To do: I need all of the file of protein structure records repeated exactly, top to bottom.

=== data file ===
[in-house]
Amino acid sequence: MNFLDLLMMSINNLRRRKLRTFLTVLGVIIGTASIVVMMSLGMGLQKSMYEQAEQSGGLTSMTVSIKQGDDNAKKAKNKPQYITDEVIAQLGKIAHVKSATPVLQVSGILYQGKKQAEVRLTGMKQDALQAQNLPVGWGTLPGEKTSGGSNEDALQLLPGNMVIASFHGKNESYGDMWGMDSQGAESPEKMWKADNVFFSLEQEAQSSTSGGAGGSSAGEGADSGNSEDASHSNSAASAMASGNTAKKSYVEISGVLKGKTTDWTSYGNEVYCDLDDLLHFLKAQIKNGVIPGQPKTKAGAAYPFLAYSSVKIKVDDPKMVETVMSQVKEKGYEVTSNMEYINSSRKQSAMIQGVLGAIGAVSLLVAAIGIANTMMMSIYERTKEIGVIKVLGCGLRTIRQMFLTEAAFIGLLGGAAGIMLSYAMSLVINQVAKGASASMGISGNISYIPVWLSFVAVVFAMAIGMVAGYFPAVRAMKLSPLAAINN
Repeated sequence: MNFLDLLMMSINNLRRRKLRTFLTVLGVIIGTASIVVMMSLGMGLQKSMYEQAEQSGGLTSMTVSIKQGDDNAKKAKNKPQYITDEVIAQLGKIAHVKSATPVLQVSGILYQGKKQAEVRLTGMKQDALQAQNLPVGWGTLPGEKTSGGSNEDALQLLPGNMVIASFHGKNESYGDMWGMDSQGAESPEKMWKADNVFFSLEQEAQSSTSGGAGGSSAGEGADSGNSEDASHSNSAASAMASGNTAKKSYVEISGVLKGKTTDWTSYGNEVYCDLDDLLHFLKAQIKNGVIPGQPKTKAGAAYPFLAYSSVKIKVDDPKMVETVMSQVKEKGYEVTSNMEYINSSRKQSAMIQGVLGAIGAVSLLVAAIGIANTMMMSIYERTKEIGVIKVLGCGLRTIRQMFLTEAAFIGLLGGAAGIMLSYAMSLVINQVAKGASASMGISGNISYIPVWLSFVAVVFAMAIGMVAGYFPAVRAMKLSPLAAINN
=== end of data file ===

[in-house]
Amino acid sequence: MNFLDLLMMSINNLRRRKLRTFLTVLGVIIGTASIVVMMSLGMGLQKSMYEQAEQSGGLTSMTVSIKQGDDNAKKAKNKPQYITDEVIAQLGKIAHVKSATPVLQVSGILYQGKKQAEVRLTGMKQDALQAQNLPVGWGTLPGEKTSGGSNEDALQLLPGNMVIASFHGKNESYGDMWGMDSQGAESPEKMWKADNVFFSLEQEAQSSTSGGAGGSSAGEGADSGNSEDASHSNSAASAMASGNTAKKSYVEISGVLKGKTTDWTSYGNEVYCDLDDLLHFLKAQIKNGVIPGQPKTKAGAAYPFLAYSSVKIKVDDPKMVETVMSQVKEKGYEVTSNMEYINSSRKQSAMIQGVLGAIGAVSLLVAAIGIANTMMMSIYERTKEIGVIKVLGCGLRTIRQMFLTEAAFIGLLGGAAGIMLSYAMSLVINQVAKGASASMGISGNISYIPVWLSFVAVVFAMAIGMVAGYFPAVRAMKLSPLAAINN
Repeated sequence: MNFLDLLMMSINNLRRRKLRTFLTVLGVIIGTASIVVMMSLGMGLQKSMYEQAEQSGGLTSMTVSIKQGDDNAKKAKNKPQYITDEVIAQLGKIAHVKSATPVLQVSGILYQGKKQAEVRLTGMKQDALQAQNLPVGWGTLPGEKTSGGSNEDALQLLPGNMVIASFHGKNESYGDMWGMDSQGAESPEKMWKADNVFFSLEQEAQSSTSGGAGGSSAGEGADSGNSEDASHSNSAASAMASGNTAKKSYVEISGVLKGKTTDWTSYGNEVYCDLDDLLHFLKAQIKNGVIPGQPKTKAGAAYPFLAYSSVKIKVDDPKMVETVMSQVKEKGYEVTSNMEYINSSRKQSAMIQGVLGAIGAVSLLVAAIGIANTMMMSIYERTKEIGVIKVLGCGLRTIRQMFLTEAAFIGLLGGAAGIMLSYAMSLVINQVAKGASASMGISGNISYIPVWLSFVAVVFAMAIGMVAGYFPAVRAMKLSPLAAINN